Temi Odumosu – This is how you see her? Rachel Pringle of Barbados by Thomas Rowlandson’s hand



Event Date: 25 November 2015
Clore Auditorium,
Tate Britain
London SW1P 4RG

Tate Britain and the School of Arts at Birkbeck University of London present:

Artist and Empire: The Long Nineteenth Century

Temi Odumosu (Marie Curie Postdoctoral Fellow at Copenhagen University) – This is how you see her? Rachel Pringle of Barbados by Thomas Rowlandson’s hand

In the absence of other evidence, Thomas Rowlandson’s large etching of the Barbadian tavern-keeper and property owner Rachel Pringle provides the only representation of her physical likeness. Etched during 1796 after a portrait by an anonymous artist, and published by William Holland in a portfolio of “West Indies Prints”, its figuring of Pringle as an obese and middle aged woman of colour, stoically seated in front of a tryst between a young creole woman and two English men, has come to define the way in which she has been understood and viewed. But why should we believe this imaging, particularly at the hands of a London caricaturist working for a subversive publisher? What kind of pressure has it exerted on the small but infamous archive of her life? And how has the portrait extended its affective reach beyond the few impressions taken from the original etched plate?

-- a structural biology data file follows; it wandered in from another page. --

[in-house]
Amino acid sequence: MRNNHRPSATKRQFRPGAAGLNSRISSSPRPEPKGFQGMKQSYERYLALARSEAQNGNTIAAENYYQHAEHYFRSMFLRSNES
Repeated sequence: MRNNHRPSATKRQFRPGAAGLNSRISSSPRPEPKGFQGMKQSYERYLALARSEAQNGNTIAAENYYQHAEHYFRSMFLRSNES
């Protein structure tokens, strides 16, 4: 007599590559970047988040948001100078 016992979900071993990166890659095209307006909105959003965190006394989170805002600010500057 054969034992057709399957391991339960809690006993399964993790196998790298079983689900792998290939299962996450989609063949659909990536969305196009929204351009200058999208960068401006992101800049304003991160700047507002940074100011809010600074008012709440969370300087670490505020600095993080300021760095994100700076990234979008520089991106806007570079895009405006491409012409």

This paper will address these questions in an attempt to challenge our acceptance of the print as a “true” likeness, by probing the unsettling aesthetic values governing colonial image production at the end of the 18th century. It will explore scholarly suggestions that the additional figures in the portrait enact a biographical narrative, and suggest how this thesis might be extended to allegory if read using Rowlandson’s common language of parody and satire. Ultimately my aim is to show that although distorted recognition of African identities during this period was inevitable, those distortions and reactions to them across time, and in differing locations within the transatlantic contact zone, say much more about the ideological legacies of empire.



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